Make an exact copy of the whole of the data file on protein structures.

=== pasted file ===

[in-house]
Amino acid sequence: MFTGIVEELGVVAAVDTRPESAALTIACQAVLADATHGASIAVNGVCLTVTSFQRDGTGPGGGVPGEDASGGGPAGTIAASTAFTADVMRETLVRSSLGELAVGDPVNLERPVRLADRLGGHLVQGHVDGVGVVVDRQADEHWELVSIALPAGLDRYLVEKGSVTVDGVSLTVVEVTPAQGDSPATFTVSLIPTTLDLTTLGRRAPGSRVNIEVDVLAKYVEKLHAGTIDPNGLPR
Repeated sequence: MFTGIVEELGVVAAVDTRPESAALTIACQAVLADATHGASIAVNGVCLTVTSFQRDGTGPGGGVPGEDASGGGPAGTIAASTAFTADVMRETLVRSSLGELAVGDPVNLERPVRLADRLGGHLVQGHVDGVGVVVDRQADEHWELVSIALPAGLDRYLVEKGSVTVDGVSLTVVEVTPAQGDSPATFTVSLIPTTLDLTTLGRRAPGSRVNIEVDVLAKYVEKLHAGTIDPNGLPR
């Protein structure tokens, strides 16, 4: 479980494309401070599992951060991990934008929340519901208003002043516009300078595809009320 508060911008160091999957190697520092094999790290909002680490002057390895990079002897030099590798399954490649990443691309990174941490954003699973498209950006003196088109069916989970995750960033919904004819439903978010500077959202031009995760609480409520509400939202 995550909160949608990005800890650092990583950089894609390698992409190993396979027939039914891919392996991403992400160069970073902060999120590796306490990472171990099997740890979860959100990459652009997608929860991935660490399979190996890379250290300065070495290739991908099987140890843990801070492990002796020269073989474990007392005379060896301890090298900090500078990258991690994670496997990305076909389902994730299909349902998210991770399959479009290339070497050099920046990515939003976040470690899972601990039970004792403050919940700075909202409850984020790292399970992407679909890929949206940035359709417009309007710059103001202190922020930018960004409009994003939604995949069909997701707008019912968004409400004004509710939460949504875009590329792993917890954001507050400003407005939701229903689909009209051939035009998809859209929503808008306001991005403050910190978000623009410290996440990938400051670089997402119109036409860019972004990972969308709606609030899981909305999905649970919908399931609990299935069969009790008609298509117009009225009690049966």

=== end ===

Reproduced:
[in-house]
Amino acid sequence: MFTGIVEELGVVAAVDTRPESAALTIACQAVLADATHGASIAVNGVCLTVTSFQRDGTGPGGGVPGEDASGGGPAGTIAASTAFTADVMRETLVRSSLGELAVGDPVNLERPVRLADRLGGHLVQGHVDGVGVVVDRQADEHWELVSIALPAGLDRYLVEKGSVTVDGVSLTVVEVTPAQGDSPATFTVSLIPTTLDLTTLGRRAPGSRVNIEVDVLAKYVEKLHAGTIDPNGLPR
Repeated sequence: MFTGIVEELGVVAAVDTRPESAALTIACQAVLADATHGASIAVNGVCLTVTSFQRDGTGPGGGVPGEDASGGGPAGTIAASTAFTADVMRETLVRSSLGELAVGDPVNLERPVRLADRLGGHLVQGHVDGVGVVVDRQADEHWELVSIALPAGLDRYLVEKGSVTVDGVSLTVVEVTPAQGDSPATFTVSLIPTTLDLTTLGRRAPGSRVNIEVDVLAKYVEKLHAGTIDPNGLPR
């Protein structure tokens, strides 16, 4: 479980494309401070599992951060991990934008929340519901208003002043516009300078595809009320 508060911008160091999957190697520092094999790290909002680490002057390895990079002897030099590798399954490649990443691309990174941490954003699973498209950006003196088109069916989970995750960033919904004819439903978010500077959202031009995760609480409520509400939202 995550909160949608990005800890650092990583950089894609390698992409190993396979027939039914891919392996991403992400160069970073902060999120590796306490990472171990099997740890979860959100990459652009997608929860991935660490399979190996890379250290300065070495290739991908099987140890843990801070492990002796020269073989474990007392005379060896301890090298900090500078990258991690994670496997990305076909389902994730299909349902998210991770399959479009290339070497050099920046990515939003976040470690899972601990039970004792403050919940700075909202409850984020790292399970992407679909890929949206940035359709417009309007710059103001202190922020930018960004409009994003939604995949069909997701707008019912968004409400004004509710939460949504875009590329792993917890954001507050400003407005939701229903689909009209051939035009998809859209929503808008306001991005403050910190978000623009410290996440990938400051670089997402119109036409860019972004990972969308709606609030899981909305999905649970919908399931609990299935069969009790008609298509117009009225009690049966």